“Get to work. Your work is to keep cranking the flywheel that turns the gears that spin the belt in the engine of belief that keeps you and your desk in midair.”
― Annie Dillard, The Writing Life
Lastly, choose impactful images (pictures) even if they are only mildly related to the topic of your poem.
Let’s face it, choosing images for poetry is difficult. I find that pictures that too closely resemble the poetry will drive the reader to a more guided conclusion regarding the meaning of the poem. If this is what you wish, then take the time to choose the picture most resembling the meaning of your poem or the scene you’d like to set.
A good example of this is my poem On Dappling Pond. (Link below) I understand that writing a thorough poetic description of the feathering of a Mandarin duck would be more effective and a more beautiful experience if the reader knew what the heck a Mandarin duck looked like. I can either trust my reader to Google “Mandarin duck” and “Muscovy duck” to get a better visual, or I can simply include those images. As this is not a metaphorical poem but a story-telling one, it is easier to follow along with the amusing tale of these two ducks if the reader has an idea of what they look like.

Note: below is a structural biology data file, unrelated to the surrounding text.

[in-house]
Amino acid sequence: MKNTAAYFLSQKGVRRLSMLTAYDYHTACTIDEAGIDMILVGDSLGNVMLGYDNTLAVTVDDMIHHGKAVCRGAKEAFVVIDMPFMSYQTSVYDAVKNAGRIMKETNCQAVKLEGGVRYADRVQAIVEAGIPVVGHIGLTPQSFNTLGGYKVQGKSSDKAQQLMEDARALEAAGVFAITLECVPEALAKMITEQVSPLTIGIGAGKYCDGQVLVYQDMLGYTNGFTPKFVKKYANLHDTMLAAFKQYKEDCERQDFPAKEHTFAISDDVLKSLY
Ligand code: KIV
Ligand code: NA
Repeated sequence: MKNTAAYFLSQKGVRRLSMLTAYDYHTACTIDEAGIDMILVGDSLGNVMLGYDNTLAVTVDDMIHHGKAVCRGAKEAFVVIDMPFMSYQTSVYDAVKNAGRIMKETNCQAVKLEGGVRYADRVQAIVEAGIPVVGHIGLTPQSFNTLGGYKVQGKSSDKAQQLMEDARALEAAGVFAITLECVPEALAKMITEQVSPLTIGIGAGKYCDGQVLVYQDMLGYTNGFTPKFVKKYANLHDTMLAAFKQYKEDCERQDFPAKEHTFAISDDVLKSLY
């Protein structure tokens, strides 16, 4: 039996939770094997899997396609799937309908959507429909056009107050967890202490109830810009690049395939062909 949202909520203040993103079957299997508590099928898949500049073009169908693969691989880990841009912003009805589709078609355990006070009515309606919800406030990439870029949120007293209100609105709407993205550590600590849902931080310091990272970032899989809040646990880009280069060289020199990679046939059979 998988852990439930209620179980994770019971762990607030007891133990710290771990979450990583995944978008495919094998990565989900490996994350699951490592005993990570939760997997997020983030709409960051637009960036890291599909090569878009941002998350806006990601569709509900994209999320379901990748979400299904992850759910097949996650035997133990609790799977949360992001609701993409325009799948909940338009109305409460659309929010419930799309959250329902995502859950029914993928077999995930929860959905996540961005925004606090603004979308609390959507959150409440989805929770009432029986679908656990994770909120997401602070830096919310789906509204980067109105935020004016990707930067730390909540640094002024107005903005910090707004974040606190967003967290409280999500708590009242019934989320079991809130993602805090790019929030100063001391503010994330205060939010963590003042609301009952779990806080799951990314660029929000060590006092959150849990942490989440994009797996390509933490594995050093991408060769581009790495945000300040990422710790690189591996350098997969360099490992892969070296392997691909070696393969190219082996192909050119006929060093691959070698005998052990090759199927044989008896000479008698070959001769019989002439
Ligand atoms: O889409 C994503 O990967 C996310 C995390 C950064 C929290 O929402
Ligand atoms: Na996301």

Another example of the creative use of images is Undone by Indira Reddy:
i unravel in jagged bits,
from my mile-high walls,
the truth of you,
As you can see the imagery captured in the poem is quite urban, but the picture is of a woman in a bathtub with floating flowers. The picture captures the readers' attention and draws them to the poem, then the great writing of the poem keeps the reader and allows them to devise their own internal pictures of the poem’s meaning. The picture used is more for either shock value or as an attention-grabber.
The best images for a blogging-style poetry post will be interesting, full of character, and elicit emotion or interest.
GET the reader — then keep them.
One final thought:
Let’s keep poetry alive! Let’s encourage poetry to exist with great value in our blogs and on Medium. And let’s give our readers something to move them. To all of you out there writing poetry and posting it for online value — I applaud you for honoring this great genre of writing.